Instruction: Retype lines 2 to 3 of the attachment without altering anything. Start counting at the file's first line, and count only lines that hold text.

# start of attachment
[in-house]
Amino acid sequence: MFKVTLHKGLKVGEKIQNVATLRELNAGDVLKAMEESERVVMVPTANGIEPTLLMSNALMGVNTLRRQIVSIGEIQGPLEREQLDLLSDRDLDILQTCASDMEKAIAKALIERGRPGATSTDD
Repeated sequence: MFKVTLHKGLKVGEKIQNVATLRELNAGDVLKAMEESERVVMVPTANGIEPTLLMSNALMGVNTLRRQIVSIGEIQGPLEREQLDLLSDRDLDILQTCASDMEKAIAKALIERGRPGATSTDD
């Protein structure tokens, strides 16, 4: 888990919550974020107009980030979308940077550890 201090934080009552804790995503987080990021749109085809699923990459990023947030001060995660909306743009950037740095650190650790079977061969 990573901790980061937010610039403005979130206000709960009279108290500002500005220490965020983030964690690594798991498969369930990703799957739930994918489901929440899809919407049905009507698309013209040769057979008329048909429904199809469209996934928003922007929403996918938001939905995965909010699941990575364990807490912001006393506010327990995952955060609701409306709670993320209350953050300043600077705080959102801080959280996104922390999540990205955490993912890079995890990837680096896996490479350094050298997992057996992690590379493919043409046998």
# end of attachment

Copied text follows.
Amino acid sequence: MFKVTLHKGLKVGEKIQNVATLRELNAGDVLKAMEESERVVMVPTANGIEPTLLMSNALMGVNTLRRQIVSIGEIQGPLEREQLDLLSDRDLDILQTCASDMEKAIAKALIERGRPGATSTDD
Repeated sequence: MFKVTLHKGLKVGEKIQNVATLRELNAGDVLKAMEESERVVMVPTANGIEPTLLMSNALMGVNTLRRQIVSIGEIQGPLEREQLDLLSDRDLDILQTCASDMEKAIAKALIERGRPGATSTDD